We should recognise that, in law, the Climate Change Committee has no role in advising about the supply of oil and gas. Its role is about phasing out emissions, so it is acting ultra vires even in coming out with its recommendations against this Bill. That is as maybe.

    Other arguments suggest that it would be bad for the environment—that dolphins and other wildlife would be disturbed by offshore oilfields. Of course, they would be equally disturbed by offshore wind farms. This does not seem a wholly credible argument.

    Most people argue as if allowing petroleum licences and producing renewables are alternatives. The Bill will not stop renewables at all. In so far as it boosts the economy and tax revenues, it will help fund the transition. There is no time limit on speeches. In my view, by the same logic that applies to the Bill, we should also allow the production of oil and gas on shore. We should license onshore exploration and drilling for shale gas, subject to a local referendum in the area where it occurs, and to allowing the companies that wish to drill to offer incentives to those in that area. I have been told that they are prepared to pay £1,000 per head and subsequently to offer cheap gas if they find it.

    Why do we not do this? I know enough about the oil industry to know that everything is uncertain, but there is a lot down there. I do not know whether or not we can get it out of the shale. If we can, all the arguments that there is only a small amount disappear because the potential quantities are very large.

    I hope that we will not be carried away by those who object to producing oil and gas. It is a luxury belief. They can oppose production because it has no direct effect on them, but it will marginally impoverish the rest of us. This is not something to which we should give in.


    Lord Lilley:

    After the noble Baroness’s gratuitous insult at the beginning, I am grateful to her for giving way at this point.

    Baroness Jones of Moulsecoomb:

    It is the industry that is the dinosaur, not you.

    Lord Lilley:

    That was very kind of the noble Baroness, Lady Jones. She is an apologist for the noble Baroness, Lady Young. Now I have almost forgotten what I was going to ask. Is the noble Baroness, Lady Young, happy that we should do without carbon capture and storage at a risk, according to the estimates of the Climate Change Committee, of doubling the total cost—trillions of pounds—of meeting the net-zero target?

    Baroness Young of Old Scone:

    I would be delighted to be confident that carbon capture and storage would fill a substantial gap, but so far we do not have the practical evidence that it can be done. Until that is so, we should not increase the burden on a technology that is not yet established or proven. I personally think that, when the Climate Change Committee put the carbon capture and storage element into the net-zero budget, it was being a bit optimistic, as it was about some other issues. When one looks at the amount of public subsidy going towards Drax—the ultimate dream for carbon capture, storage and reuse—one wonders whether this is another example of the overdue influence of industry.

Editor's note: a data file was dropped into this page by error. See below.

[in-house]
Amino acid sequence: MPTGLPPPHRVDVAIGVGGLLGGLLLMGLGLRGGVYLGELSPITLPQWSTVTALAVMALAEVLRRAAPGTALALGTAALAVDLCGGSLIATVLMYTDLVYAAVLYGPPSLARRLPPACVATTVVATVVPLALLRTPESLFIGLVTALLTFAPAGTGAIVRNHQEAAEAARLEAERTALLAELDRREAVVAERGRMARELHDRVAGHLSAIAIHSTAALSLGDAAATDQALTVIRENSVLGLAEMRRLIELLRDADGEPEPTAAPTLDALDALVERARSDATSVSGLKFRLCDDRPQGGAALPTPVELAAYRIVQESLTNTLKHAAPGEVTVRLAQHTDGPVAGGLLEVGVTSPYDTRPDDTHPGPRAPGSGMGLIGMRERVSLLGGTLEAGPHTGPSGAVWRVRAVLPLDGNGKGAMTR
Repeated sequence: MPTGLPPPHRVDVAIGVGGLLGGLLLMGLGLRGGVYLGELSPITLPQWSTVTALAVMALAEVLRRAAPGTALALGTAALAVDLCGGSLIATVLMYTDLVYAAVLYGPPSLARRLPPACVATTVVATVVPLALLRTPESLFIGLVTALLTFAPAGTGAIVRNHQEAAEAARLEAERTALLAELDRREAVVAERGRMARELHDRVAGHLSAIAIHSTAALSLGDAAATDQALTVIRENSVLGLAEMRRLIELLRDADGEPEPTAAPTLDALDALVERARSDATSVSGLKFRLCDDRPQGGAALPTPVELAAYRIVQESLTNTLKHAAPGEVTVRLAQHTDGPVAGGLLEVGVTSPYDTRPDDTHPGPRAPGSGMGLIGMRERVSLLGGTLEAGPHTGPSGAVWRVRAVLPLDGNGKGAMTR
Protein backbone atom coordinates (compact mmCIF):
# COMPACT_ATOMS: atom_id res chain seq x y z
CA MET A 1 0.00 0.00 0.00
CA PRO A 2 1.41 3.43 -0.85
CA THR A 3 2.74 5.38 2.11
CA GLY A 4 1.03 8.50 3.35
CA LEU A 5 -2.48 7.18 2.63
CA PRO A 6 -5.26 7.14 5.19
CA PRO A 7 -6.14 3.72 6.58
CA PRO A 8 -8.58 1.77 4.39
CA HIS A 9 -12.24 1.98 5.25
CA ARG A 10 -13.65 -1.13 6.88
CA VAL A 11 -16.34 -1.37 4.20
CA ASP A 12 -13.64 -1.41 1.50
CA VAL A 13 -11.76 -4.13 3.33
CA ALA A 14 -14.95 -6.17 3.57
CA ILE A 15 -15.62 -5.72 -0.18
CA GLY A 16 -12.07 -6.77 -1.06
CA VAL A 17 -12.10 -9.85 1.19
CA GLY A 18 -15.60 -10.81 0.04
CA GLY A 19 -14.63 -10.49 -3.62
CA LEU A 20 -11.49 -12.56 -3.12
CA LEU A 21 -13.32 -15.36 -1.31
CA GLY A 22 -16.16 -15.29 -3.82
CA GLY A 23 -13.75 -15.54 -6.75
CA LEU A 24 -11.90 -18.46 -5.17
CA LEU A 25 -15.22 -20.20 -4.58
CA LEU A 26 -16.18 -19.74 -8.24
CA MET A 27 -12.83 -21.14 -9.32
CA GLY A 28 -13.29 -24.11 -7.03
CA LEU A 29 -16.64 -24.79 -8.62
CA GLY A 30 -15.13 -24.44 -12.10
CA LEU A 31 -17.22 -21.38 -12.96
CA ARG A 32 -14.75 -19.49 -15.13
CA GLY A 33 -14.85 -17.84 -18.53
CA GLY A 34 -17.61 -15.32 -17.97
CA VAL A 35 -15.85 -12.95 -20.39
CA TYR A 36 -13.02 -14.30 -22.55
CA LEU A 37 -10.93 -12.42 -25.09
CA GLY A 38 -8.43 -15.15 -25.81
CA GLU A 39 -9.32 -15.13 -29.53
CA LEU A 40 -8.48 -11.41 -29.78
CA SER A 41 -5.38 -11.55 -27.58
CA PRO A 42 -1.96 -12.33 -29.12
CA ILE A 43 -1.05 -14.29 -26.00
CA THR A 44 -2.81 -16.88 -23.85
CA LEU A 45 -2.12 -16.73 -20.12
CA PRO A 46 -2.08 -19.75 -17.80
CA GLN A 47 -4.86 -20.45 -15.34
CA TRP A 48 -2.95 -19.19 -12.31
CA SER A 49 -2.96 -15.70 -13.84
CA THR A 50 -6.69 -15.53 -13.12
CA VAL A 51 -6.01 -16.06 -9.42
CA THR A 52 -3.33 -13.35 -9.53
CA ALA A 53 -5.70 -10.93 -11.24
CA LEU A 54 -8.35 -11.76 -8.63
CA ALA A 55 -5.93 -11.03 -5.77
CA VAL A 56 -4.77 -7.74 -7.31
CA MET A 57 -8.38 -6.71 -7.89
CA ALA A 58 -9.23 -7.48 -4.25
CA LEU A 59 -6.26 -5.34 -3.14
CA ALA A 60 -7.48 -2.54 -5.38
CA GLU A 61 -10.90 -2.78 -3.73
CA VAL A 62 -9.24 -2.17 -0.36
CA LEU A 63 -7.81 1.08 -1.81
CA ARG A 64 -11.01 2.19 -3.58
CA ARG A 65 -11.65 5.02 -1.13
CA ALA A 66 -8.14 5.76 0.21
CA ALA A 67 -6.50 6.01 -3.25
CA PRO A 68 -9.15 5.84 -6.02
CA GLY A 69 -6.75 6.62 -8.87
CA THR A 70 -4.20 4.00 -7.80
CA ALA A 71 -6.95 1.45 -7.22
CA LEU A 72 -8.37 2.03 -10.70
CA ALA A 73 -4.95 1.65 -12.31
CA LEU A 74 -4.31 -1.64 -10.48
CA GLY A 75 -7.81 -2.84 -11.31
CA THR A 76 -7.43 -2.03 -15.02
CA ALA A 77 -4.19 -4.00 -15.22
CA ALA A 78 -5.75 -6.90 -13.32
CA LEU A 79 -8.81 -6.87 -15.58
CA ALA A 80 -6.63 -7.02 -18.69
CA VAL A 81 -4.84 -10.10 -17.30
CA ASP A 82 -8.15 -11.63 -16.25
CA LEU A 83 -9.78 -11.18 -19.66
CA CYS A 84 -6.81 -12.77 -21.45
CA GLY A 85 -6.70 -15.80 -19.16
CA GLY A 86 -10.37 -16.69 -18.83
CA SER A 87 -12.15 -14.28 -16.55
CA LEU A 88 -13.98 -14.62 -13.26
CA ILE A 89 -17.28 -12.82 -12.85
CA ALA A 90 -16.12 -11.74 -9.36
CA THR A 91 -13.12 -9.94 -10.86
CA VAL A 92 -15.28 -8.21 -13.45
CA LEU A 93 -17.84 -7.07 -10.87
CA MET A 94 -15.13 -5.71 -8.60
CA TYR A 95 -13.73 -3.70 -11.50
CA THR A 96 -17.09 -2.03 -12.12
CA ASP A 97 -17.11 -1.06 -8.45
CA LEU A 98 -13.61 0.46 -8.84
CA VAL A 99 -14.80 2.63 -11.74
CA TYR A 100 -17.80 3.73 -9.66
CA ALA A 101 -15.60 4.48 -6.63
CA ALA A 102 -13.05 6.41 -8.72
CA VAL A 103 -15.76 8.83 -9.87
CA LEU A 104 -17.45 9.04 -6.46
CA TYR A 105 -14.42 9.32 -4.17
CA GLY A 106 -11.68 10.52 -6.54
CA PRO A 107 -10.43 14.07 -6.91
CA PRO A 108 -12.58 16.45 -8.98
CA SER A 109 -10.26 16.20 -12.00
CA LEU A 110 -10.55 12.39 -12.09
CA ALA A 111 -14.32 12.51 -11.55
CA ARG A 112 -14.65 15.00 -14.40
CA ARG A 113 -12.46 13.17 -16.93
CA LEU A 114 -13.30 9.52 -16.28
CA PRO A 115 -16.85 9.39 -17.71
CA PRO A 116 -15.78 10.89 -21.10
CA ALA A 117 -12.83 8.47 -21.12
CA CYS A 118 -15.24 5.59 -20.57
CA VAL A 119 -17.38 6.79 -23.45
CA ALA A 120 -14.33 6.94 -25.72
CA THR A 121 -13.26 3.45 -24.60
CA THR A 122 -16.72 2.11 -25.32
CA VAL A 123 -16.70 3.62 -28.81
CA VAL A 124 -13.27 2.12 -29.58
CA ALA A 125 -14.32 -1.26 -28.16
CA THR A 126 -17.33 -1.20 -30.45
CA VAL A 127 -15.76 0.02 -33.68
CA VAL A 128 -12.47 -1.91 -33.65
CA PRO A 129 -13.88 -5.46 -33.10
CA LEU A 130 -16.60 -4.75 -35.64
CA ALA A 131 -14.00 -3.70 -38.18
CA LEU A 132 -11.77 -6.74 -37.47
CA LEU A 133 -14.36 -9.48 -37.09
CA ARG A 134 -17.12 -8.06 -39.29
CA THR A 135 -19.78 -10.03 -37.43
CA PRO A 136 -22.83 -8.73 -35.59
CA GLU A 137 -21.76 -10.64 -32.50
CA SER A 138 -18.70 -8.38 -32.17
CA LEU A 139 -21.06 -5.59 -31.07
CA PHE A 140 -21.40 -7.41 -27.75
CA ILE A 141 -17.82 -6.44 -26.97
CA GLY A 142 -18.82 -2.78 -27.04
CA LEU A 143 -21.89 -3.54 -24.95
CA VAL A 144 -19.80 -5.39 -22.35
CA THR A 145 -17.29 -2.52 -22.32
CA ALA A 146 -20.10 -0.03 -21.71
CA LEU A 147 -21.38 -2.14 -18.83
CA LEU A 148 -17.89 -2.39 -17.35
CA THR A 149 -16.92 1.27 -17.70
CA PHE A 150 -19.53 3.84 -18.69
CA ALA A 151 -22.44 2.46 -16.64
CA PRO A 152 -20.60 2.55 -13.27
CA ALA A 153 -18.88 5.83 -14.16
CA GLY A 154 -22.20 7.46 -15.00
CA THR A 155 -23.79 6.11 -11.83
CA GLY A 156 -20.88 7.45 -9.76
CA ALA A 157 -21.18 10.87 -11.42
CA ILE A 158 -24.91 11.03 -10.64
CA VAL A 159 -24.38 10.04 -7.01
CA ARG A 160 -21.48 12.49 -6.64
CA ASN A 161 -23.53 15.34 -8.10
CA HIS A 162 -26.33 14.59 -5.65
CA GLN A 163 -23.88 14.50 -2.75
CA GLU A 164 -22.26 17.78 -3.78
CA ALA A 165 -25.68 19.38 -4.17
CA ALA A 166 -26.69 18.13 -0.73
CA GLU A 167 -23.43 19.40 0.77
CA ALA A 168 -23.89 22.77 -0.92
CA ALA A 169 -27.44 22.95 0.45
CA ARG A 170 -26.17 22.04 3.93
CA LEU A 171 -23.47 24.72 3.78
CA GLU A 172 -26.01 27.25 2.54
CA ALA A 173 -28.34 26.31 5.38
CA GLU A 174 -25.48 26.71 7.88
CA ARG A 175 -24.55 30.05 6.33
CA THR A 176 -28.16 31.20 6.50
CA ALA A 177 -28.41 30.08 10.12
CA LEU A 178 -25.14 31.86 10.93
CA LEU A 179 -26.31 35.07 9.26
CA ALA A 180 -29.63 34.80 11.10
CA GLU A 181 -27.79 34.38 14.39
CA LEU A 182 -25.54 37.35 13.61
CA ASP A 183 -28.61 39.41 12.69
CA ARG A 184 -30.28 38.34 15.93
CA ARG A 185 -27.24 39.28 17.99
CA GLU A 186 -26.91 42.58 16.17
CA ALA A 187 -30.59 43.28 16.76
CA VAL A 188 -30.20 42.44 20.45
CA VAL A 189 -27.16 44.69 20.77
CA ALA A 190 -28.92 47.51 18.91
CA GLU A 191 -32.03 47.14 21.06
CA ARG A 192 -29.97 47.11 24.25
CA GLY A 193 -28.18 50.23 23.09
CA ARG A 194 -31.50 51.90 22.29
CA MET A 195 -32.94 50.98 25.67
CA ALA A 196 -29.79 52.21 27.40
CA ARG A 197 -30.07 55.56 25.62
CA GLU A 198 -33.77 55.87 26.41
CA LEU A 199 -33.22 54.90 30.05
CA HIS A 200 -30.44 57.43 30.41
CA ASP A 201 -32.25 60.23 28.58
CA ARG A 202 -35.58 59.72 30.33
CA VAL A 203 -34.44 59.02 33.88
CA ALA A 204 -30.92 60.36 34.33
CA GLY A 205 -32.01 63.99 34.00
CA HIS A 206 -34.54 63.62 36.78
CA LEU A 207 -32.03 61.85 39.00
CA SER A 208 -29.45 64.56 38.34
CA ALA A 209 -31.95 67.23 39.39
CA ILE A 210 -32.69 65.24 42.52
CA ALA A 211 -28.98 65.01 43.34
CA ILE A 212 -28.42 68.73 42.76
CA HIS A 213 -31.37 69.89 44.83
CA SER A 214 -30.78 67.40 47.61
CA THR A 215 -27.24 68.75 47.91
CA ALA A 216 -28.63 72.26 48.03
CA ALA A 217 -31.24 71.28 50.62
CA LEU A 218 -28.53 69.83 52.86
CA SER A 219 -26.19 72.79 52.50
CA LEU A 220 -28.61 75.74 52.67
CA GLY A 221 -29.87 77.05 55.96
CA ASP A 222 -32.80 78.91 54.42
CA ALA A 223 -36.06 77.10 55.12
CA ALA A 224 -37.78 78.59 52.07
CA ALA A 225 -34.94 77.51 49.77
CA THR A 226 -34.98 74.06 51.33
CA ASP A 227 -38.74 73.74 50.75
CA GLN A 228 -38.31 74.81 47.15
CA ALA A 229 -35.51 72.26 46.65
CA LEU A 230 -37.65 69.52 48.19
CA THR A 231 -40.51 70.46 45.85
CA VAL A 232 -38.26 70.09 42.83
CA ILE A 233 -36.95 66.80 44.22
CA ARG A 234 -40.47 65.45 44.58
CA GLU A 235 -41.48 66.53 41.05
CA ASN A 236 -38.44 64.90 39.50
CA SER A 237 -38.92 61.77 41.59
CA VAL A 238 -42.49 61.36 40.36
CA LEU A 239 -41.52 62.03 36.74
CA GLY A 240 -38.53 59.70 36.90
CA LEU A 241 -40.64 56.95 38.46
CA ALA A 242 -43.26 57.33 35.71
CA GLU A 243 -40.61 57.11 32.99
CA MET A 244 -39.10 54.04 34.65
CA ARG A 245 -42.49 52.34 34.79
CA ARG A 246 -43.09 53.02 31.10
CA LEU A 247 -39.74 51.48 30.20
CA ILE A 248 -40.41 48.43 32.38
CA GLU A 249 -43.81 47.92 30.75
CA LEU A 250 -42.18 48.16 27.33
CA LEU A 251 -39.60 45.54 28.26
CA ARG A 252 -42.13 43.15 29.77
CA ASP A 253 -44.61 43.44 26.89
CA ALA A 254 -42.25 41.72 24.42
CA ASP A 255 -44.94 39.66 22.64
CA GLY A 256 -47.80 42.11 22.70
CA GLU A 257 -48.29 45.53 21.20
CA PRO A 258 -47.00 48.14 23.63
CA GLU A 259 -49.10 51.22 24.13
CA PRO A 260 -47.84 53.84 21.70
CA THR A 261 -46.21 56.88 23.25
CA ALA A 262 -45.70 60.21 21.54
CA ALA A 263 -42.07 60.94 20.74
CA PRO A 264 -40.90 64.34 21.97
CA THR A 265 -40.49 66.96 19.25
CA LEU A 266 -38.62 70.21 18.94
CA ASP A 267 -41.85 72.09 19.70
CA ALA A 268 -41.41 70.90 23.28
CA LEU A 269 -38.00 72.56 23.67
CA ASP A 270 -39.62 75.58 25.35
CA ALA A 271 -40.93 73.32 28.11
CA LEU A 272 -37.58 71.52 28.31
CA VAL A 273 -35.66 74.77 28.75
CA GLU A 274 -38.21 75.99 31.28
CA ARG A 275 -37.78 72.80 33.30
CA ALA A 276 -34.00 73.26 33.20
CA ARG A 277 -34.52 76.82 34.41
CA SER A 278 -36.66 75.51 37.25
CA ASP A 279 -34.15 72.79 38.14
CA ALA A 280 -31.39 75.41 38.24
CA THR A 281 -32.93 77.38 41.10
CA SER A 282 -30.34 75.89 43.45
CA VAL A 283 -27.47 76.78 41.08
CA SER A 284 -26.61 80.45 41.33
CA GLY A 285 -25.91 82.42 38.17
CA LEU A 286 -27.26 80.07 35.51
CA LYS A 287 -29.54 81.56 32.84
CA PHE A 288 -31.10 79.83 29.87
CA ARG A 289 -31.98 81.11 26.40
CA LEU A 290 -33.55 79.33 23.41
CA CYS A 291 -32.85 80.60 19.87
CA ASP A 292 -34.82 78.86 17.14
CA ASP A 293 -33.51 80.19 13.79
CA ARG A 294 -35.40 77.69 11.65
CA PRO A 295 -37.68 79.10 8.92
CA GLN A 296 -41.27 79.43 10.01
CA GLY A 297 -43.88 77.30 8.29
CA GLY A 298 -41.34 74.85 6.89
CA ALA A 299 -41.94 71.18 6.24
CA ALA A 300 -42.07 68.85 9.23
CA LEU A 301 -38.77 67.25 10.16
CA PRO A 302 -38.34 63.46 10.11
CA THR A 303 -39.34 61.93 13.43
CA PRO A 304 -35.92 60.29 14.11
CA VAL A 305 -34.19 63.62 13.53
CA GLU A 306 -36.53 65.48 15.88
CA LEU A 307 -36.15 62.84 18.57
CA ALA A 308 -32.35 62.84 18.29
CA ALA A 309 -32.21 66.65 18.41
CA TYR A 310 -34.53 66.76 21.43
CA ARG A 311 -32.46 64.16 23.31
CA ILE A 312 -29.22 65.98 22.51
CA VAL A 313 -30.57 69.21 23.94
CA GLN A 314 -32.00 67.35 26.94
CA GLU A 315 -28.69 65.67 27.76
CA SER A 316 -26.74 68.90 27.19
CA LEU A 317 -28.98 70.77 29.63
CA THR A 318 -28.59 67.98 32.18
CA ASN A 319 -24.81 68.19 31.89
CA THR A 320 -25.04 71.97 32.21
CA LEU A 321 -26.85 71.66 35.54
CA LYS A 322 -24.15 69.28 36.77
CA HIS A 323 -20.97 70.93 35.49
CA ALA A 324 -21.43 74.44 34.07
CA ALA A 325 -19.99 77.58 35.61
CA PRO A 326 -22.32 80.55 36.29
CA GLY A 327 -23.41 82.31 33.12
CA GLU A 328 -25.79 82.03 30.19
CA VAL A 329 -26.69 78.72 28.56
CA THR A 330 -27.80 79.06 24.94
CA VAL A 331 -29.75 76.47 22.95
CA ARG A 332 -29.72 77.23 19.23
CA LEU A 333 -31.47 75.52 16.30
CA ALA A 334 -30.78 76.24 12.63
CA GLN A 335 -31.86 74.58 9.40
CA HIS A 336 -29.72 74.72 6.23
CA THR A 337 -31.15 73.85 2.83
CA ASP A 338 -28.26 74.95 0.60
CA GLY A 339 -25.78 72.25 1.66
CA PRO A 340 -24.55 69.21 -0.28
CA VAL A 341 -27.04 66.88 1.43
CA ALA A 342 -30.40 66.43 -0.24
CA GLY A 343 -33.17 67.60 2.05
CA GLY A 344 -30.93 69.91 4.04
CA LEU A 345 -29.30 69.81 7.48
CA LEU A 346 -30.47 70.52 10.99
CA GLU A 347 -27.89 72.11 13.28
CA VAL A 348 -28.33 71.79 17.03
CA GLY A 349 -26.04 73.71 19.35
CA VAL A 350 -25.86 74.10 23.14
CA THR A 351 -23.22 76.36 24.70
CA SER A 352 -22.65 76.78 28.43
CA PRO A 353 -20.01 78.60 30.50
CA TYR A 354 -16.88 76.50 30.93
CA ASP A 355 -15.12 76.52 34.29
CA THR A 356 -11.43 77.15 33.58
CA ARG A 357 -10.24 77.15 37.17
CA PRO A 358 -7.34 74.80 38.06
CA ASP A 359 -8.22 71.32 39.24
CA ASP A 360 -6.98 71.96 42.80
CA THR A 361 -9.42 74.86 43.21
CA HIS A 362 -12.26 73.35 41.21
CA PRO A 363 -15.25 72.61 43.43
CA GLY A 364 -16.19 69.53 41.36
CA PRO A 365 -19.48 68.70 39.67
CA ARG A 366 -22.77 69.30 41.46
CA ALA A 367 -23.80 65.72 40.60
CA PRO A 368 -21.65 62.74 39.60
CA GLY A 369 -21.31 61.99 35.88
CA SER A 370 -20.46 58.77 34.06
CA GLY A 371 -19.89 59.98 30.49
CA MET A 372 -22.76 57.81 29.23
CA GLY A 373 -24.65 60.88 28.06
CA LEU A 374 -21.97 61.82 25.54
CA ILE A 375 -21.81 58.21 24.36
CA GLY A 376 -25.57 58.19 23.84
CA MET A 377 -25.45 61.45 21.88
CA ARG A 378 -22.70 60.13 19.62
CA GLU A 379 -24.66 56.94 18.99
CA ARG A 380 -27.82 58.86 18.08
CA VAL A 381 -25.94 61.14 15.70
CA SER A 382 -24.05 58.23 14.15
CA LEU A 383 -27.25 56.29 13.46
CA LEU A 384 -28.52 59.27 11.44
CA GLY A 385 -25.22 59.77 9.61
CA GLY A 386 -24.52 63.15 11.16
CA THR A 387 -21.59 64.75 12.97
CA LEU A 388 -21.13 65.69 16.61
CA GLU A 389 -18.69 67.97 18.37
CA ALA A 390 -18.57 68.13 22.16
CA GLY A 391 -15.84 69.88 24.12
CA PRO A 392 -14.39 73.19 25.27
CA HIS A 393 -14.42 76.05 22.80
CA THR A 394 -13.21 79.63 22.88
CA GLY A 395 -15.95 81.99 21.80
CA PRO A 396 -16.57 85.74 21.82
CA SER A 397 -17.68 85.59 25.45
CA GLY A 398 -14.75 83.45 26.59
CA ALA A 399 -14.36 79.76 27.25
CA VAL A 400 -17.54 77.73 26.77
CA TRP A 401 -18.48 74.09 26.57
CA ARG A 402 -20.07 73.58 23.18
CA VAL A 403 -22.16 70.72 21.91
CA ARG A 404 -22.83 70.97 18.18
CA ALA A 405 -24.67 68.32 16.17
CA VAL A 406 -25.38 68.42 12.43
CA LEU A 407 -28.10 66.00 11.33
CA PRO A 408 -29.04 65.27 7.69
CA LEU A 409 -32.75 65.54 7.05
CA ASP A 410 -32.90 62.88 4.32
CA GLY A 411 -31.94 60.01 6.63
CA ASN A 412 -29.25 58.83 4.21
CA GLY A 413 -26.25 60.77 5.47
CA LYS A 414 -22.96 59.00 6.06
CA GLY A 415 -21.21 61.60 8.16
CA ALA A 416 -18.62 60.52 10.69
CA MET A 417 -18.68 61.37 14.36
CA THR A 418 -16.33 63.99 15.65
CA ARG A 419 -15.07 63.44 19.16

The noble Lord talked about tax revenues and I was a bit speechless in response: “We are getting tax revenues from something that is quite harmful, but the tax revenues are important; therefore, we have to keep doing the harmful thing”. That is like saying that people smuggling is pretty profitable, even if it is harmful, so we should have a national people smuggling enterprise that brings in some reserves and revenue for the Government. I do not accept the tax revenue issue.

    The benefits of the Bill are far from what they are cracked up to be and I am sure that the noble Lord, Lord Lilley, will be glad that I will talk about some downsides. The first is marine protected areas. We know that more than a quarter of the oil and gas blocks approved in the October 2023 round were within marine protected areas. Our marine protected areas are in poor condition; only 8% offer effective protection for nature, which is the reason they were created. The clue is in the title. MPAs are an important component of the Government’s Environment Act targets and their international commitment, under the global biodiversity framework, to protect nature effectively in 30% of the sea by 2030. We helped lead that framework at COP and now we are authorising additional licensing of blocks in marine protected areas, as part of the commitment in the Bill.

    The International Union for Conservation of Nature, which is the United Nations official body, has guidance that recommends that no industrialised activities take place within MPAs. The Bill clearly rejects that guidance. Just in case noble Lords do not know what the impacts on MPAs are, I should say that they are not the same as for wind power. Some of them are about oil itself. That does not include gross oil spills; generally speaking, we must praise the oil industry around this country—not necessarily elsewhere—for having been fairly successful in reducing the risk of major oil pollution incidents. However, persistent micro-spills do quite a lot of damage to the water quality, from the top to the bottom of the sea. There are also other pollutants from other chemicals used in the operation of oil and gas extraction.